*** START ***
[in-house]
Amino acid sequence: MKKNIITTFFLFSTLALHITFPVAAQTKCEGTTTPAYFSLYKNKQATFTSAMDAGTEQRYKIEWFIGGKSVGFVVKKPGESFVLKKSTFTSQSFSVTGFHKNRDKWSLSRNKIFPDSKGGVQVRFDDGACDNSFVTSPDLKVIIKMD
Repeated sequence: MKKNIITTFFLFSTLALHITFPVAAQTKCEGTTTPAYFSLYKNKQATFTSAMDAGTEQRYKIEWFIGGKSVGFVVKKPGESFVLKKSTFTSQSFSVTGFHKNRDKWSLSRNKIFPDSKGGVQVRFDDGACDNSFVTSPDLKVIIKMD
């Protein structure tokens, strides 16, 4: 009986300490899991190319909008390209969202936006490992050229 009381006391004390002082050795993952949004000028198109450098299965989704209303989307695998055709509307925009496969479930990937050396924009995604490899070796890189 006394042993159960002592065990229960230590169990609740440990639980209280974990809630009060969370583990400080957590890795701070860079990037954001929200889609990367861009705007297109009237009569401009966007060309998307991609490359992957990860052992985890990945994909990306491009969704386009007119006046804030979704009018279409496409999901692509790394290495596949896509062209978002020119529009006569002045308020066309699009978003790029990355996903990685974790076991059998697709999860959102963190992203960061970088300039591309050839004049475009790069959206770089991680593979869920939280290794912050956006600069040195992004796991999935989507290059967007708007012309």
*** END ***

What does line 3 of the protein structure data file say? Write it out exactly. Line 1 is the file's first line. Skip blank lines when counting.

Repeated sequence: MKKNIITTFFLFSTLALHITFPVAAQTKCEGTTTPAYFSLYKNKQATFTSAMDAGTEQRYKIEWFIGGKSVGFVVKKPGESFVLKKSTFTSQSFSVTGFHKNRDKWSLSRNKIFPDSKGGVQVRFDDGACDNSFVTSPDLKVIIKMD